Weill Cornell Medical College's Belfer Research Building, New York City
This $637-million project involved building a new structure with 13 laboratory floors and two mechanical penthouses, doubling the college's previous research space. The 18-story building includes three stories below grade. Its first two floors are academic spaces and the rest of the building features laboratories in an open layout.
The extreme depth of the bedrock—which averaged more than 70 ft deep—at this Manhattan site made the excavation process for the 480,000-sq-ft structure a major challenge. To complete the toughest parts of the excavation, the team employed blasting, which triggered the city's complex permitting and monitoring regulations. The general contractor credits meticulous coordination among all parties with maintaining uninterrupted concrete placement and excavation.
The contractor procured a single tower crane for concrete operations; the crane would remain on site to place all of the building's mechanical plant equipment. The firm says this eliminated the need to purchase multiple cranes with other subcontractors and to repeatedly dismantle and assemble them.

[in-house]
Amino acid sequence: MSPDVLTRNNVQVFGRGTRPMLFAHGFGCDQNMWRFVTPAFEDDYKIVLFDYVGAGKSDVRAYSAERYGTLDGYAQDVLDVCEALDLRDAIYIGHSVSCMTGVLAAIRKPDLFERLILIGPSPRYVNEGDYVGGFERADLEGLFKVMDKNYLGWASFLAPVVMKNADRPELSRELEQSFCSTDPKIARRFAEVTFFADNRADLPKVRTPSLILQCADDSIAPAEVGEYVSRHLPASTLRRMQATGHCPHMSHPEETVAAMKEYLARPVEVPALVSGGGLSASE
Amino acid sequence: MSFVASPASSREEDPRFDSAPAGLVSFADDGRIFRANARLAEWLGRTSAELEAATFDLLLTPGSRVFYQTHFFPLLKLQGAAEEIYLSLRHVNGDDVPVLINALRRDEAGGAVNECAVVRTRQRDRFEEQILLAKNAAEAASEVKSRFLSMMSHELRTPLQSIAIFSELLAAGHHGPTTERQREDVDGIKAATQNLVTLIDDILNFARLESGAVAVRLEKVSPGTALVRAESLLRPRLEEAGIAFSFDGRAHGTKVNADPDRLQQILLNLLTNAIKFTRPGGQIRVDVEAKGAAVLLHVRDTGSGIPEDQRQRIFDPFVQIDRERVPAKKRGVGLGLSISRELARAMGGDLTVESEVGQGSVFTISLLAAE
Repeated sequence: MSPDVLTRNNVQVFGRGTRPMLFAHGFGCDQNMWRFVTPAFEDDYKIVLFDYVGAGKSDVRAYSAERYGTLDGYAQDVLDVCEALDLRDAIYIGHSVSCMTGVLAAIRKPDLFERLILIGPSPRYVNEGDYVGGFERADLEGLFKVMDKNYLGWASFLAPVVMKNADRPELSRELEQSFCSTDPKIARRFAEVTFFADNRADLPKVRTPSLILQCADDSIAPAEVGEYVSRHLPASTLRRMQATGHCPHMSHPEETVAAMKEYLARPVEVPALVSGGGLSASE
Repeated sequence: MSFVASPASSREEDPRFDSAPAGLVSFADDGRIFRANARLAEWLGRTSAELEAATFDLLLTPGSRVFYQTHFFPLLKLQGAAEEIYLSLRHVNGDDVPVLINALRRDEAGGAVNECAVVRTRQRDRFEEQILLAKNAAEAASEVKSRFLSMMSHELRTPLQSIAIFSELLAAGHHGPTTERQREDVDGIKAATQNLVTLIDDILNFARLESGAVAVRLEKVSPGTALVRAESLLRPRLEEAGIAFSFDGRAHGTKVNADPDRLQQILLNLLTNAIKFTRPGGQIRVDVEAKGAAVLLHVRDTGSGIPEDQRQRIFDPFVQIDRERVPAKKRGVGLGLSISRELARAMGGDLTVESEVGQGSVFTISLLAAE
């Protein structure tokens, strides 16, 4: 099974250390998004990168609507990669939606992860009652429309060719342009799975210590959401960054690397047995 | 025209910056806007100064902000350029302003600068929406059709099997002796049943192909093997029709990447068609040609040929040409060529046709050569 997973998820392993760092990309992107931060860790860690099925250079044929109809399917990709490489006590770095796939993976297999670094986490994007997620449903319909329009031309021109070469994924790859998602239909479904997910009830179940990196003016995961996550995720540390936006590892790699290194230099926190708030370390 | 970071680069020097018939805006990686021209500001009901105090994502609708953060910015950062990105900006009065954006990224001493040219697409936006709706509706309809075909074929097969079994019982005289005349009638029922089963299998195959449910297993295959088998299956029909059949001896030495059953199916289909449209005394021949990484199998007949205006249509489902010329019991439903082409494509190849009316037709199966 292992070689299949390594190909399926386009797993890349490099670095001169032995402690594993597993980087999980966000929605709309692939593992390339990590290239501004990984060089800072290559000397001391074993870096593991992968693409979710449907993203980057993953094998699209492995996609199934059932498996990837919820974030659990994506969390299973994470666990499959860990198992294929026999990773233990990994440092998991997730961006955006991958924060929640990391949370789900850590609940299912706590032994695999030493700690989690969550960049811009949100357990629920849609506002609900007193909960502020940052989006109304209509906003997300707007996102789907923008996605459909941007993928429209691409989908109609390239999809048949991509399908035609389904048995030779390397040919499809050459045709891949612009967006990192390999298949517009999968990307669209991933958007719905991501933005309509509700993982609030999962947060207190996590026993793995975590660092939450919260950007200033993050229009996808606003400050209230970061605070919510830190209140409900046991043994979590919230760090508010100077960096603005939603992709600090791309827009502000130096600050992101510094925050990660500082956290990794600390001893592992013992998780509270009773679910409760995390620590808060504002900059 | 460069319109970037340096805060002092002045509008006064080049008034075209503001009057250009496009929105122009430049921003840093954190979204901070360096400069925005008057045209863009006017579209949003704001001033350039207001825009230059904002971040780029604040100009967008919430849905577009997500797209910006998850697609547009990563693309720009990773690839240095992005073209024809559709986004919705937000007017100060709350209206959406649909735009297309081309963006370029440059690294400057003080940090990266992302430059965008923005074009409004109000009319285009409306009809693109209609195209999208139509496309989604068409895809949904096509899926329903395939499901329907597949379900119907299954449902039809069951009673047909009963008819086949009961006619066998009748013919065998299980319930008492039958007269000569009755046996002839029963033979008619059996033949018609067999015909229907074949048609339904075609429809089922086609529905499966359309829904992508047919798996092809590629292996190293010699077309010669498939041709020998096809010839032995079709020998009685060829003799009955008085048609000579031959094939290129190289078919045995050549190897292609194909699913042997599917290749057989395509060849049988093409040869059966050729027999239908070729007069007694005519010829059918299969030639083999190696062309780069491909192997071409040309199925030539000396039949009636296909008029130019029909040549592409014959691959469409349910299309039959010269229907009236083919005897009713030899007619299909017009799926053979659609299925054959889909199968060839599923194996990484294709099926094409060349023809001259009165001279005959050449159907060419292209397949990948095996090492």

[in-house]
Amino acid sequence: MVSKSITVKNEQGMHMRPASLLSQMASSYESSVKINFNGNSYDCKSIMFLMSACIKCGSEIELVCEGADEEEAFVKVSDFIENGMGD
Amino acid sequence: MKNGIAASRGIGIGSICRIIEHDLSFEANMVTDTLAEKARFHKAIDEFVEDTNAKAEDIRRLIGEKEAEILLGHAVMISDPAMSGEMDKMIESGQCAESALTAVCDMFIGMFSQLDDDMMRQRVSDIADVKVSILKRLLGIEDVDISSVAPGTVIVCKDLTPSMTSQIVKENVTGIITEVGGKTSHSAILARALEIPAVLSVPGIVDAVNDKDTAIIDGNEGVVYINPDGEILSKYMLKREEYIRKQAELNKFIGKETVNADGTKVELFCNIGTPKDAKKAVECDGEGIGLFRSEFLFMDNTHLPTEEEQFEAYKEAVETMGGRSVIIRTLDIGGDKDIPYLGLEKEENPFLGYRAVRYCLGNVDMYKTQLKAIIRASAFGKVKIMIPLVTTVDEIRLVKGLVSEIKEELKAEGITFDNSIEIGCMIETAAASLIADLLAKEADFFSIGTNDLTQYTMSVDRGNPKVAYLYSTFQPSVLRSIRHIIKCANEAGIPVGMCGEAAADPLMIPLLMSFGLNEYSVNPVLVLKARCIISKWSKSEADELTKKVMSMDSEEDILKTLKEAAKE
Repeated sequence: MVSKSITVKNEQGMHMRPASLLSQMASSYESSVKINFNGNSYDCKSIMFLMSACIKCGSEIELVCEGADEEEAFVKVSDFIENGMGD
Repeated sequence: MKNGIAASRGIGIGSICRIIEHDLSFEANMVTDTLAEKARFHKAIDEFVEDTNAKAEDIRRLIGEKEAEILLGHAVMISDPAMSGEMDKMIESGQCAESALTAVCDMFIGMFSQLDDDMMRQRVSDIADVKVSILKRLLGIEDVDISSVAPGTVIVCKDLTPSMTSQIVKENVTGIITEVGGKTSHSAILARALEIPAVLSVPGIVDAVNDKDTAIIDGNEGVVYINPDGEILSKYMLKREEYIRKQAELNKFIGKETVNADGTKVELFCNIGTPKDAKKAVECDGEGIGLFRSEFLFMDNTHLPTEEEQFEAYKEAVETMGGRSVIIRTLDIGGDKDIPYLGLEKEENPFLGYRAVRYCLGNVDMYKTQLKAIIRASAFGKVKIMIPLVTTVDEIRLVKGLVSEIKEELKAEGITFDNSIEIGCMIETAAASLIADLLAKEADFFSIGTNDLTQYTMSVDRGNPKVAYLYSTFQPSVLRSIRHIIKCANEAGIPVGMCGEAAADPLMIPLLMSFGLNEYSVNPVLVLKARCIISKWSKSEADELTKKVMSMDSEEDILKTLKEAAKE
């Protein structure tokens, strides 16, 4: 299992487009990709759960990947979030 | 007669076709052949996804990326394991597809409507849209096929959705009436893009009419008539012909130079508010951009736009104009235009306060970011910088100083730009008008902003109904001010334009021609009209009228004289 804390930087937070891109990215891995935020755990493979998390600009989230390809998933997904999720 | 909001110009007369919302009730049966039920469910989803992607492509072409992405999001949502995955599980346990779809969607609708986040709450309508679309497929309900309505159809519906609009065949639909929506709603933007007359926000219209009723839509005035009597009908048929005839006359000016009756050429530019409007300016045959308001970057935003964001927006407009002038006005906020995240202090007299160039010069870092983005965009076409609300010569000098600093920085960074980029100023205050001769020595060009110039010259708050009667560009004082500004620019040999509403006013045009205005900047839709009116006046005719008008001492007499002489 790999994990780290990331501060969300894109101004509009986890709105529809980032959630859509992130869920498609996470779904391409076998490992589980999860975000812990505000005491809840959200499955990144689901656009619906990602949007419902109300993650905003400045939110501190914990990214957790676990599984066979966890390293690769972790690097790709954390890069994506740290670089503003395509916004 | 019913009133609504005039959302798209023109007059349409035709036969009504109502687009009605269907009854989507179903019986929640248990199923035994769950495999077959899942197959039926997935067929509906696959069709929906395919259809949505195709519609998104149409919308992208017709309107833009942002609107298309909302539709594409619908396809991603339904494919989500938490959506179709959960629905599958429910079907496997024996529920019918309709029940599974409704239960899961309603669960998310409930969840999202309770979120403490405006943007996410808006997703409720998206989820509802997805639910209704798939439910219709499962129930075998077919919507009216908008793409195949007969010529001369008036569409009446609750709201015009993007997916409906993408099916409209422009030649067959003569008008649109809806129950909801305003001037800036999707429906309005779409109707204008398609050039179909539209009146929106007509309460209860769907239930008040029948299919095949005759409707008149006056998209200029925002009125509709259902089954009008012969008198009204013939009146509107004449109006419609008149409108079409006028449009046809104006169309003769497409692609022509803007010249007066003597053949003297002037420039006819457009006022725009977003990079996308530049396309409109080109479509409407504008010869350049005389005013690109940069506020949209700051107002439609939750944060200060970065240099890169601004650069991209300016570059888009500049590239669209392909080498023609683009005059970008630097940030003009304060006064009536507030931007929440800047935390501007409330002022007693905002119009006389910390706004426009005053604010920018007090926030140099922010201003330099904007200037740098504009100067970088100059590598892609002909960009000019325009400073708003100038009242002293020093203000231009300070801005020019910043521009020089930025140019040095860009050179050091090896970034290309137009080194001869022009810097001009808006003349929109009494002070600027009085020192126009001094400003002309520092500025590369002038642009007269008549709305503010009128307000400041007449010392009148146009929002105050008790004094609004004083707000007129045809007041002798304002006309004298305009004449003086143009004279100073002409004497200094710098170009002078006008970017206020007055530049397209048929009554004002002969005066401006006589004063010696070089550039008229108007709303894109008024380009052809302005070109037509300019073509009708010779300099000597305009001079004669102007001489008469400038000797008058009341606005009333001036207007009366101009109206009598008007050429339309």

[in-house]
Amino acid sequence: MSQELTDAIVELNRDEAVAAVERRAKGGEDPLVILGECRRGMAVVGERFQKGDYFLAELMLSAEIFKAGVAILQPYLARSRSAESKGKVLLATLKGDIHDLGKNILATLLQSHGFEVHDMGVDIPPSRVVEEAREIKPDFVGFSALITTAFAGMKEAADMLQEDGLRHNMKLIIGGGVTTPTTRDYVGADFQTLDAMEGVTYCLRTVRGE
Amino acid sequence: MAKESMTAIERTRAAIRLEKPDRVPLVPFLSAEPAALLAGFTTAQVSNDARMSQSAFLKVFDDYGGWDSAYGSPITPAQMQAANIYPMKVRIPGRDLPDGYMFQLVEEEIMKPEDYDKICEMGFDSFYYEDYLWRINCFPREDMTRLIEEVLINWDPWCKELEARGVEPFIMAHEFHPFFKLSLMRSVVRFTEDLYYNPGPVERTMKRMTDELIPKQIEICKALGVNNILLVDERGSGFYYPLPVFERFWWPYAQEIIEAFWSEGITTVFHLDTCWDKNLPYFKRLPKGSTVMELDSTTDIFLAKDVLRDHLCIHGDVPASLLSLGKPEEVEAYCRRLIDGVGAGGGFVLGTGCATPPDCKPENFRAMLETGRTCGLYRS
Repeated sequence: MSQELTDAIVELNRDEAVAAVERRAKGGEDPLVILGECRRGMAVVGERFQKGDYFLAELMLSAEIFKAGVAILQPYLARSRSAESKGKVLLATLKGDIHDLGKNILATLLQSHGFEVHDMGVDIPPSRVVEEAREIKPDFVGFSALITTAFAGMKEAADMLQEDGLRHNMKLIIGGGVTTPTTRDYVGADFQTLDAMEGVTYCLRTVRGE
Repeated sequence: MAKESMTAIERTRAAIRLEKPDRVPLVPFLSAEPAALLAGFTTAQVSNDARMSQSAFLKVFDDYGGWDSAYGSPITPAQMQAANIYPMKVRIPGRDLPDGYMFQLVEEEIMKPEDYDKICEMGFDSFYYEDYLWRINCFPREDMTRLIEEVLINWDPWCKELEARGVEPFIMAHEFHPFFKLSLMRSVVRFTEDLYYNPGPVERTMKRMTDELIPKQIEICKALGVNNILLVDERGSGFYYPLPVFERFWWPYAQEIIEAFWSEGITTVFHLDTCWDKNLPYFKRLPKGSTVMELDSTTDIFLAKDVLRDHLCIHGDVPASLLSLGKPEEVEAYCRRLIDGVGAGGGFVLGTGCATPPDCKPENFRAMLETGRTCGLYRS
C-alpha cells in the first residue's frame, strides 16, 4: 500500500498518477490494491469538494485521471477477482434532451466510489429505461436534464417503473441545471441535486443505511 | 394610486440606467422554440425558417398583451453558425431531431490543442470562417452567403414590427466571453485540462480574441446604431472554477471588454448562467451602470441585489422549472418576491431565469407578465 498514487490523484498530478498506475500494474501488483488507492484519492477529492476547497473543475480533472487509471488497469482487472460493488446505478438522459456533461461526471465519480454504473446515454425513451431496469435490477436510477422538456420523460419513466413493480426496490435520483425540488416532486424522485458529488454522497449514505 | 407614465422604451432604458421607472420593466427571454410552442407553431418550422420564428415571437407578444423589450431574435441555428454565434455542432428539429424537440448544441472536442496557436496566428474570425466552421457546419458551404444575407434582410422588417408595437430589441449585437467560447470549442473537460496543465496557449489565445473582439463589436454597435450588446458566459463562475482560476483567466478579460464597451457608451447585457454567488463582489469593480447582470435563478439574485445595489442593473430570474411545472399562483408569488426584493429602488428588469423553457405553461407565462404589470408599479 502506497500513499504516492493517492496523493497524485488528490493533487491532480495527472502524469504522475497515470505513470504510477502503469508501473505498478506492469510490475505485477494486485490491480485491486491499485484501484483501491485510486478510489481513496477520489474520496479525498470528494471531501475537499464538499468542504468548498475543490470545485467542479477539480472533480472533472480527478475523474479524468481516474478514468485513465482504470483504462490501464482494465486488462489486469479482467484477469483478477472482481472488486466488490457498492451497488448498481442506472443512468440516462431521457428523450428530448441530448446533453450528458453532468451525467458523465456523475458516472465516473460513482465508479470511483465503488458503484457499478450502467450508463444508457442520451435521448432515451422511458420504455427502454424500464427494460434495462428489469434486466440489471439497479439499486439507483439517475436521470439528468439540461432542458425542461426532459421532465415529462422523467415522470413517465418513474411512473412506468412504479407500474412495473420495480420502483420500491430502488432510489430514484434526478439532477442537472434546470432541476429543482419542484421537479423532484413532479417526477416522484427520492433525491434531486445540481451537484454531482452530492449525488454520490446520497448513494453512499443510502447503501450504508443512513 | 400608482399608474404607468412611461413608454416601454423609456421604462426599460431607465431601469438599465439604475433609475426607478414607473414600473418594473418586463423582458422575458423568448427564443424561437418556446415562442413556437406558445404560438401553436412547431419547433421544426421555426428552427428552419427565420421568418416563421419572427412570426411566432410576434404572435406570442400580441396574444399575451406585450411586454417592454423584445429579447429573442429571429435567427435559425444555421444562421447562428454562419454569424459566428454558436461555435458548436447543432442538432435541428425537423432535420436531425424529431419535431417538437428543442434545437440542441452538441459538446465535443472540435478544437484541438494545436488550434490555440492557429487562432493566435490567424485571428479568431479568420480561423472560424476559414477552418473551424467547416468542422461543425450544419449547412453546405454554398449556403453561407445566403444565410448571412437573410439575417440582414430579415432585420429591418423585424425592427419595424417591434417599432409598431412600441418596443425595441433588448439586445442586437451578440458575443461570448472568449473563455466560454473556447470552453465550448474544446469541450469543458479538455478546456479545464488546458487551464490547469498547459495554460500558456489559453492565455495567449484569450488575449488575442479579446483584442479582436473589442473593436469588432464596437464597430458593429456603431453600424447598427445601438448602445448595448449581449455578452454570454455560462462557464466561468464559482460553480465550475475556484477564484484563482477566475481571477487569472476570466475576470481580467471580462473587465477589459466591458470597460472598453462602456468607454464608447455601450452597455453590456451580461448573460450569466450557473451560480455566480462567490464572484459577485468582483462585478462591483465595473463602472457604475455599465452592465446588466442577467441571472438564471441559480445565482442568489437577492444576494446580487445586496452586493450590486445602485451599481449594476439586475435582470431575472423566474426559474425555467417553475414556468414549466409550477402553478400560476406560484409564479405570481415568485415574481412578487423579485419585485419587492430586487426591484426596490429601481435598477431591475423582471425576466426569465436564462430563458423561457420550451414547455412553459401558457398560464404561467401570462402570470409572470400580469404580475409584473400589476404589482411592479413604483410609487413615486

The contractor worked with the design team to determine where the crane could remain for five months after structure and facade concrete operations were concluded.
The narrowness of the street and sidewalk surrounding the project site added to the intensity of the rigging schedule. To address this, the site was divided into nine sections that were booked in advance to allow for crane operations to be performed alongside other work. Use of business information modeling's 4D capabilities to sequence the equipment rigging kept the crane operating and accommodated more than 120 rigging activities.
Owner Weill Cornell Research College
General Contractor Tishman Construction
Lead Designer Ennead Architects
Structural Engineer Severud Consultants
Geotechnical/Site/Civil Engineer Langan Services
MEP Engineer Jaros Baum & Bolles
Environmental Engineer AKRF Inc.